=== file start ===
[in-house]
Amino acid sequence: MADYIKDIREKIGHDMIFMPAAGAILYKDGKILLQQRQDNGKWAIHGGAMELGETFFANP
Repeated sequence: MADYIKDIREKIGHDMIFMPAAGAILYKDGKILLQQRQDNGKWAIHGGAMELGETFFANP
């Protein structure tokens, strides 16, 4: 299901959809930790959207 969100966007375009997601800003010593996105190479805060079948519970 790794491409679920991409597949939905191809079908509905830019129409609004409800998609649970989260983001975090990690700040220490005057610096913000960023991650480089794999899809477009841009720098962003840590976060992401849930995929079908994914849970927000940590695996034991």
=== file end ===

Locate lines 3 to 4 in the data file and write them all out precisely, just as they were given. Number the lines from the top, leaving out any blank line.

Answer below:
Repeated sequence: MADYIKDIREKIGHDMIFMPAAGAILYKDGKILLQQRQDNGKWAIHGGAMELGETFFANP
């Protein structure tokens, strides 16, 4: 299901959809930790959207 969100966007375009997601800003010593996105190479805060079948519970 790794491409679920991409597949939905191809079908509905830019129409609004409800998609649970989260983001975090990690700040220490005057610096913000960023991650480089794999899809477009841009720098962003840590976060992401849930995929079908994914849970927000940590695996034991």